There are many wonderful books on teaching your child sign language. Visit your library and skim through the pages to be sure the illustrations are clear and easy to understand. Some of my favorites are: My First 100 Words (Sign Language) by Michiyo Nelson, The Everything Baby Sign Language Book with DVD by Teresa R. Simpson and My First Book of Sign Language by Joan Holub.
If you’re more of a visual learner, check out Signing Time Videos, Two Little Hands Productions. The web site will be listed under sources. These videos are amazing and my girls loved them!
You can also take sign language classes by contacting your local library or interpreting agency. If they don’t offer classes themselves, they will be able to refer you to an organization who does. Taking a class is a perfect opportunity to practice signs yourself and ask questions.
The most common misconception
I have had many people ask me if teaching their baby would delay their speech. The answer is no. All children develop at different rates. Your baby is exposed to all kinds of communication such as the TV, radio, other people talking and surrounding sounds. The most important thing is to communicate with your baby. A child learns to speak by watching our mouths move and hearing sounds, and they will learn to communicate by modeling. Show your baby how to communicate, be consistent and most of all, patient. You will be amazed at the results of better communication!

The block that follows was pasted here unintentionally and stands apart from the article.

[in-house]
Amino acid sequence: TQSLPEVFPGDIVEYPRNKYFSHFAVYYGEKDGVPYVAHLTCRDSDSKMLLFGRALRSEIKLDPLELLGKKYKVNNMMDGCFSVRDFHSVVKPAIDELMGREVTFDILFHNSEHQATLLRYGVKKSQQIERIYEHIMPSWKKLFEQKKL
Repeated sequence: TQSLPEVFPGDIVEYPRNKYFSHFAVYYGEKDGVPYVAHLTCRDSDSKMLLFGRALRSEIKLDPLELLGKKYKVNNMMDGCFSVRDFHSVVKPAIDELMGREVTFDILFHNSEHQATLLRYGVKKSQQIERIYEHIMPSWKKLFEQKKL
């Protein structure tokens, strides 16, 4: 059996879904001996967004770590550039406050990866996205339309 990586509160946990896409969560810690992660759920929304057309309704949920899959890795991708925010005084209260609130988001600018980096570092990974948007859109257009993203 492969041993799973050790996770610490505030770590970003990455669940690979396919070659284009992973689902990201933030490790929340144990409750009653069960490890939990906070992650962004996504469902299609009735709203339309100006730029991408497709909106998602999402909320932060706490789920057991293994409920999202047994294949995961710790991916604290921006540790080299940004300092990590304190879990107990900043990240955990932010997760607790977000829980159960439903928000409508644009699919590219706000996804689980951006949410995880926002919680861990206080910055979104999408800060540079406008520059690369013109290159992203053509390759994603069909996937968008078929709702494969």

When my first daughter was born (she is now 7), I was very much involved in the Deaf community by working as a sign language interpreter. I signed to her constantly. She picked up sign language very quickly and at times, I would take her hand and help her make a more difficult sign. Sometimes, it helped her to “feel” the sign so she knew how to move her fingers to get the sign right. Even if she didn’t make the sign properly, if she was remotely close, I praised her. When my daughter wanted milk, she was hungry, tired or would be looking for a specific toy, she knew how to tell me and I didn’t get frustrated with trying to guess at what she wanted. When she got older, I was able to communicate to her without having to yell at her from across a room full of loud children. She knew we were leaving in five minutes, and she knew if she “kept it up”, she would get into trouble, without having to say that in front of strangers. Once my daughter learned to say a word that she knew the sign for, she stopped signing that word. The next thing I knew, she was talking up a storm. But that doesn’t mean she doesn’t know sign language anymore. She is a very effective communicator and she is above her level at reading in school. When she wants to learn sign language again, she’ll pick it up very quickly.
Raising your child to be bi-lingual is one of the best things you can do to help your child excel in life. Don’t just stop at sign language. Teach your child more than one language. There are numerous resources to explain all the benefits of learning more than one language. It’s not just good for your child, but it’s good for you, too!
For Signing Time Videos: http://www.signingtime.com/